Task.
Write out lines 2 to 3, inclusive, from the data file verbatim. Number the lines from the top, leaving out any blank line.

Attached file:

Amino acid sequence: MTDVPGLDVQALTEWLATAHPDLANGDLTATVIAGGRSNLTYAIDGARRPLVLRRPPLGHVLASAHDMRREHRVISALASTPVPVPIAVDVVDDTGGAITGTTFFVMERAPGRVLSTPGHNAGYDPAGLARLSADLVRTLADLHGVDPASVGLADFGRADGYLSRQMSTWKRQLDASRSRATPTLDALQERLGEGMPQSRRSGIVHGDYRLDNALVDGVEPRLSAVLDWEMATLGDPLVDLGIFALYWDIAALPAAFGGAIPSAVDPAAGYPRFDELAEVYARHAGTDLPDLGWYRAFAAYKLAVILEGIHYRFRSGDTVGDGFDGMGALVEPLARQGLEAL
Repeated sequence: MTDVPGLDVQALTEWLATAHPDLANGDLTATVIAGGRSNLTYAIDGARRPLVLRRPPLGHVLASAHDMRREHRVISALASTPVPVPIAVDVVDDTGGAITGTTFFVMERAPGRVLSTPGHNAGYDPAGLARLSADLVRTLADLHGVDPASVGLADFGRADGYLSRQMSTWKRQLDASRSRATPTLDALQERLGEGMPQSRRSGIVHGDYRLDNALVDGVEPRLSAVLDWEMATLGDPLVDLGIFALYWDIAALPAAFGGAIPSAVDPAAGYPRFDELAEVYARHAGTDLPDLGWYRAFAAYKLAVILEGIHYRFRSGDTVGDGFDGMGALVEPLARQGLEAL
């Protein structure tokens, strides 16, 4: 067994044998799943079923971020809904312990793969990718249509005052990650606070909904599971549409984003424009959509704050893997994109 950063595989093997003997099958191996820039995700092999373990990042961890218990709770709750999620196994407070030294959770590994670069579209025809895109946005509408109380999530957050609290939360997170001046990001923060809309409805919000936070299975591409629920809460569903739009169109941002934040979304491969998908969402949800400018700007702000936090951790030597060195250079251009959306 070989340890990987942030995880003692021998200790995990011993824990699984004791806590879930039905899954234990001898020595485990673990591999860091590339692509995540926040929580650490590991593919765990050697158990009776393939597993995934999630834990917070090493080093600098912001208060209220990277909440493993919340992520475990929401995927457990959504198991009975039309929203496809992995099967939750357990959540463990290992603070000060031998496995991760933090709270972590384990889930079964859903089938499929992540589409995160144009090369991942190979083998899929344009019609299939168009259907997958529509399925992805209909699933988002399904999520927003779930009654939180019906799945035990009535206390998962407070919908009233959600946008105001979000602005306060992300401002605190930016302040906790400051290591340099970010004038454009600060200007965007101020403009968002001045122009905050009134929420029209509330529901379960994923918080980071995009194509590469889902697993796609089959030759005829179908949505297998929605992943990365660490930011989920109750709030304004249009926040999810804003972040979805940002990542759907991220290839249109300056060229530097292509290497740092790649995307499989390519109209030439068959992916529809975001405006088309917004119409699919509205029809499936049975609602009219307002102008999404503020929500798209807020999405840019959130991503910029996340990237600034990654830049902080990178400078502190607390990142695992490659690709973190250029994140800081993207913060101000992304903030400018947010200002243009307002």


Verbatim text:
Repeated sequence: MTDVPGLDVQALTEWLATAHPDLANGDLTATVIAGGRSNLTYAIDGARRPLVLRRPPLGHVLASAHDMRREHRVISALASTPVPVPIAVDVVDDTGGAITGTTFFVMERAPGRVLSTPGHNAGYDPAGLARLSADLVRTLADLHGVDPASVGLADFGRADGYLSRQMSTWKRQLDASRSRATPTLDALQERLGEGMPQSRRSGIVHGDYRLDNALVDGVEPRLSAVLDWEMATLGDPLVDLGIFALYWDIAALPAAFGGAIPSAVDPAAGYPRFDELAEVYARHAGTDLPDLGWYRAFAAYKLAVILEGIHYRFRSGDTVGDGFDGMGALVEPLARQGLEAL
């Protein structure tokens, strides 16, 4: 067994044998799943079923971020809904312990793969990718249509005052990650606070909904599971549409984003424009959509704050893997994109 950063595989093997003997099958191996820039995700092999373990990042961890218990709770709750999620196994407070030294959770590994670069579209025809895109946005509408109380999530957050609290939360997170001046990001923060809309409805919000936070299975591409629920809460569903739009169109941002934040979304491969998908969402949800400018700007702000936090951790030597060195250079251009959306 070989340890990987942030995880003692021998200790995990011993824990699984004791806590879930039905899954234990001898020595485990673990591999860091590339692509995540926040929580650490590991593919765990050697158990009776393939597993995934999630834990917070090493080093600098912001208060209220990277909440493993919340992520475990929401995927457990959504198991009975039309929203496809992995099967939750357990959540463990290992603070000060031998496995991760933090709270972590384990889930079964859903089938499929992540589409995160144009090369991942190979083998899929344009019609299939168009259907997958529509399925992805209909699933988002399904999520927003779930009654939180019906799945035990009535206390998962407070919908009233959600946008105001979000602005306060992300401002605190930016302040906790400051290591340099970010004038454009600060200007965007101020403009968002001045122009905050009134929420029209509330529901379960994923918080980071995009194509590469889902697993796609089959030759005829179908949505297998929605992943990365660490930011989920109750709030304004249009926040999810804003972040979805940002990542759907991220290839249109300056060229530097292509290497740092790649995307499989390519109209030439068959992916529809975001405006088309917004119409699919509205029809499936049975609602009219307002102008999404503020929500798209807020999405840019959130991503910029996340990237600034990654830049902080990178400078502190607390990142695992490659690709973190250029994140800081993207913060101000992304903030400018947010200002243009307002």